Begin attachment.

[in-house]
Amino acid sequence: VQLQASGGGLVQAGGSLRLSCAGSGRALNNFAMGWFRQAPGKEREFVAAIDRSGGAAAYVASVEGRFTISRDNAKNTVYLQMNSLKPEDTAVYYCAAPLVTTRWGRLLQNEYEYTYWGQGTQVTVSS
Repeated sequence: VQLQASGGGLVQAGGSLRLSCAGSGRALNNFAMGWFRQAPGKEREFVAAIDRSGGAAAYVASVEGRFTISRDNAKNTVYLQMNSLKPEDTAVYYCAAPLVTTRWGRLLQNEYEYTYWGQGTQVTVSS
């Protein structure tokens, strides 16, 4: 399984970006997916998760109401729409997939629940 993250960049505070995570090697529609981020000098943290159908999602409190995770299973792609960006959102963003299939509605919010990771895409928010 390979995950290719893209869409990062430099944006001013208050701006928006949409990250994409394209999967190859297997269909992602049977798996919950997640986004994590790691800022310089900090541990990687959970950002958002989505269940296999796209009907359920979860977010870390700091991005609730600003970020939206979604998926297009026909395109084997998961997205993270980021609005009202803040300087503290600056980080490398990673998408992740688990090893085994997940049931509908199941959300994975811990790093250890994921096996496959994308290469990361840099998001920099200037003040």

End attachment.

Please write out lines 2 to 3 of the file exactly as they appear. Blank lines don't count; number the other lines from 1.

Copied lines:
Amino acid sequence: VQLQASGGGLVQAGGSLRLSCAGSGRALNNFAMGWFRQAPGKEREFVAAIDRSGGAAAYVASVEGRFTISRDNAKNTVYLQMNSLKPEDTAVYYCAAPLVTTRWGRLLQNEYEYTYWGQGTQVTVSS
Repeated sequence: VQLQASGGGLVQAGGSLRLSCAGSGRALNNFAMGWFRQAPGKEREFVAAIDRSGGAAAYVASVEGRFTISRDNAKNTVYLQMNSLKPEDTAVYYCAAPLVTTRWGRLLQNEYEYTYWGQGTQVTVSS